Friday, March 28, 2008

Solar Thermal: Not as Sexy as PV, But More Ready for Prime Time Energy Production

Solar thermal is the solar sister with less sex appeal, but more maturity. This sister is ready to start putting out power, and over a longer time span.
The ability to utilize solar thermal technology after the sun sets is made possible by a storage system that is up to 93% efficient, according to Ausra’s executive vice president John O’Donnell.

High efficiency is achieved because solar thermal plants do not need to convert energy to another form in order to store it and do not rely on battery technology. Flat moving recflectors or parabolic mirrors focus solar energy to generate heat. This heat generates steam that turns turbines, thus generating an electric current.

If you want to generate electricity-at, say, 3 am-heat from the sun can be stored for later use. This gives solar thermal technology the ability to not just produce peak power, but also generate base load electricity.

“Adding solar plants that reliably generate until 10 pm displaces the highest cost alternative power,” said John O’Donnell. “That is the first wave of solar thermal plants. The daily and seasonal variation in grid load in the United States matches solar availability.”__CleanTechnica

This built-in advantage of solar thermal should exist for at least the next 10 to 20 years. In 20 years or so, utility-scale electric storage should allow photovoltaics to mature, and begin producing at the levels of her older sister.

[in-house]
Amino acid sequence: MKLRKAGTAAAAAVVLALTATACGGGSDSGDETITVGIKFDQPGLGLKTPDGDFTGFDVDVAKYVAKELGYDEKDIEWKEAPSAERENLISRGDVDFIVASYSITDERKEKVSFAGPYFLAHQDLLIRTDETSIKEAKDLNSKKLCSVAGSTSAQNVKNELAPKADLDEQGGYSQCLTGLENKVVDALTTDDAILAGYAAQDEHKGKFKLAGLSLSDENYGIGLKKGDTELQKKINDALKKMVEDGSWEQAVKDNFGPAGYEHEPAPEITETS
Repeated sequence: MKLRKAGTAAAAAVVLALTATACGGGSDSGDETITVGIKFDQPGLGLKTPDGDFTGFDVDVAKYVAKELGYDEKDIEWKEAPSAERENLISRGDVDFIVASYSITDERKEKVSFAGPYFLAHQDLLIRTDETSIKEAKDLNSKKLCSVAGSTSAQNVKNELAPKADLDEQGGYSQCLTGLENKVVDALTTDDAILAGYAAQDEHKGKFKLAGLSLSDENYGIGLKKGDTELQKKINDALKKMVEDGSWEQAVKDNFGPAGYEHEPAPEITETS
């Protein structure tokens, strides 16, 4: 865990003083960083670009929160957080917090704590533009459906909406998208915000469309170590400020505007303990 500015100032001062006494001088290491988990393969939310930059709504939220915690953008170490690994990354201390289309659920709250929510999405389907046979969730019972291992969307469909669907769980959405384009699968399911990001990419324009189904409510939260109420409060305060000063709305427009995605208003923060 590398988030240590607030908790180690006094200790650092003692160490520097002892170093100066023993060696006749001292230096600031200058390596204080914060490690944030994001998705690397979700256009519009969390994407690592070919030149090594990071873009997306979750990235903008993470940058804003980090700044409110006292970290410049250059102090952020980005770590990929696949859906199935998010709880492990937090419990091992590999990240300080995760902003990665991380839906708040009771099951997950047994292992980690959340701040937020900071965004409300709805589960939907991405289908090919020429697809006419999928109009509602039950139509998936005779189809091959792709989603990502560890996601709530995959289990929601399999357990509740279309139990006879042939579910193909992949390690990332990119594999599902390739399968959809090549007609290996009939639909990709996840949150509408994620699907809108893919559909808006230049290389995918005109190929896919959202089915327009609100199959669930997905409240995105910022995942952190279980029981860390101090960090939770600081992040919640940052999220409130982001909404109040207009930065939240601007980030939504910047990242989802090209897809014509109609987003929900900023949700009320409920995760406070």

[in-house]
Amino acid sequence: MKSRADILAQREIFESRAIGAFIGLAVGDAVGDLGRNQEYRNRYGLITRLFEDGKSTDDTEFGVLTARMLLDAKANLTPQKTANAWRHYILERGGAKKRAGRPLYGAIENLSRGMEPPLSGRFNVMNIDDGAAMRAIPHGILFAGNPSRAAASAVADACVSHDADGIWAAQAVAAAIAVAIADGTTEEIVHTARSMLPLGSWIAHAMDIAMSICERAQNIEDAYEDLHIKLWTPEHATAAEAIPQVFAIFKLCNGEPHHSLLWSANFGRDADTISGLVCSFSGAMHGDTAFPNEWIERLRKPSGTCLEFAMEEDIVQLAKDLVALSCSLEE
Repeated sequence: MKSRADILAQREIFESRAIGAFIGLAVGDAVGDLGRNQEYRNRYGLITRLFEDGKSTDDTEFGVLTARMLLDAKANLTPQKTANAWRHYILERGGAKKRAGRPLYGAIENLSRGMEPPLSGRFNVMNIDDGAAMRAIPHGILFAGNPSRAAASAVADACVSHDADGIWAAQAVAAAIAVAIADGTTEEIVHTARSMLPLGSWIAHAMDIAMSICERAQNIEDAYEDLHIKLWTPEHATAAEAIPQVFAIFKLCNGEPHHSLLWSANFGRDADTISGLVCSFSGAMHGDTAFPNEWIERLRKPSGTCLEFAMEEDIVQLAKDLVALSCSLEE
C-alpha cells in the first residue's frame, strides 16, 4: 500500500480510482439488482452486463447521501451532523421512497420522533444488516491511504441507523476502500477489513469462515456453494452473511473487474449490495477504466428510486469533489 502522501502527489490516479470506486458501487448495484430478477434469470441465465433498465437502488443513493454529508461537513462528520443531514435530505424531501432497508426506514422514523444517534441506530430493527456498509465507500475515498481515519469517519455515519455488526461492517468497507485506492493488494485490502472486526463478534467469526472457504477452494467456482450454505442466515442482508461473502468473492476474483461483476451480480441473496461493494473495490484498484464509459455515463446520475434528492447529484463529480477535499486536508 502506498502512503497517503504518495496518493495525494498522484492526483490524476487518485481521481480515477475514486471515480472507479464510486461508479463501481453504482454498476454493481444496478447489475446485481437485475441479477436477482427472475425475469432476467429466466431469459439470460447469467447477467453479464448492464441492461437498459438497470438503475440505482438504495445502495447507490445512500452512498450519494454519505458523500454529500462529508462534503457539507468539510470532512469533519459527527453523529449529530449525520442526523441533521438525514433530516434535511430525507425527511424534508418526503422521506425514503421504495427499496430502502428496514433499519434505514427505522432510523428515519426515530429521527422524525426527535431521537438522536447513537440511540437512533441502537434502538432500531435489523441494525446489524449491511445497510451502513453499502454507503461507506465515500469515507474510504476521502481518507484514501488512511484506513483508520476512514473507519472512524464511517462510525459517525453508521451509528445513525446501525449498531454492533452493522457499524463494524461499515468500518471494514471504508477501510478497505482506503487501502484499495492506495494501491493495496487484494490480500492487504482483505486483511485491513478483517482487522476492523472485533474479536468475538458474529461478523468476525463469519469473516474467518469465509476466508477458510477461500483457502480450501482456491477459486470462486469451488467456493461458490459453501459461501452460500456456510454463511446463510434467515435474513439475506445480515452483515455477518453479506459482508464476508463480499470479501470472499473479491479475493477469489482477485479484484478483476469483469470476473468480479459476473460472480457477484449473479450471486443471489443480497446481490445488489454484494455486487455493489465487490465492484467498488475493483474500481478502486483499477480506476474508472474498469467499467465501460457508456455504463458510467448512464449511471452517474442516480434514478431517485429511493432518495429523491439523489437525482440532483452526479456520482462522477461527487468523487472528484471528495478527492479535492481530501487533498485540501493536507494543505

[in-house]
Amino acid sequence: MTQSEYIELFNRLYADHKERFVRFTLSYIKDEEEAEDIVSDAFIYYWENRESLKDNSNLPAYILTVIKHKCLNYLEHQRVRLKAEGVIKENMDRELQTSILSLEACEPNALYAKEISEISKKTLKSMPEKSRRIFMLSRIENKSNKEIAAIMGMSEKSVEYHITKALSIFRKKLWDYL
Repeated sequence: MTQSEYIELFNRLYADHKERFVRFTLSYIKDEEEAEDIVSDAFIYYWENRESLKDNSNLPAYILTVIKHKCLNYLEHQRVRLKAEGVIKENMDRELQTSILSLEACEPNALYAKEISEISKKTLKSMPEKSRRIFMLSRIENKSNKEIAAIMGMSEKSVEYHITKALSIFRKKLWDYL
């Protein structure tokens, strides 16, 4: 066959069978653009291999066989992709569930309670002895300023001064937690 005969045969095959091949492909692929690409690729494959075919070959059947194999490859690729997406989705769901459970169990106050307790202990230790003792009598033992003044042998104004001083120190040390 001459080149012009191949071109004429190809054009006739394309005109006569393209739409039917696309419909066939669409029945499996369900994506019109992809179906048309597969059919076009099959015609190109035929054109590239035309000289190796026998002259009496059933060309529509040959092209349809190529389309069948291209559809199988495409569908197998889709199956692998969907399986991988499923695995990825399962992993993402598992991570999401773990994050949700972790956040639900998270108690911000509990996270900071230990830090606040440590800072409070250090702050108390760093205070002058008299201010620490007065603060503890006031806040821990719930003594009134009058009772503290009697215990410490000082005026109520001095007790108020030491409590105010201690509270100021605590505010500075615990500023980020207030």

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Blogger Cyril R said...

It's true.

Thinfilms etc are no doubt going to come down a lot in price, but will they ever be as cheap as bended commodity mirrors?

Unlikely. Sure you need a turbine, but Ausra is going for saturated steam, and those are not that expensive - probably a lot cheaper than the PV inverters would cost.

Will batteries ever be cheaper than simply storing hot pressurized water deep underground - at a cost of about 10USD per kWh?

Unlikely, at least not at the efficiency lever thermal storage is right now. Steam accumulators can be more than 99% efficient due to not needed a heat exchanger.

PV, especially some thinfilms, do produce power more cost effective in small distributed generation, and can capture diffuse sunlight so may operate well in less sunny areas - but that would require a more serious price drop still. However, such distributed PV can compete with retail which is a considerable advantage over competing with wholesale prices.

I think it may prove cheaper to export desert solar to less sunny areas rather than produce it on site. This does require a high upfront investment in transmission.

9:21 AM  
Blogger al fin said...

Excellent point about the efficiency of steam accumulators and other thermal storage, cyril.

Distributed PV, as you say, can be very cost effective.

If they do build some GW scale PV plants in the middle of the desert, they may want to invest in HVDC transmission lines for higher efficiency, and better underground/undersea applications.

2:54 PM  

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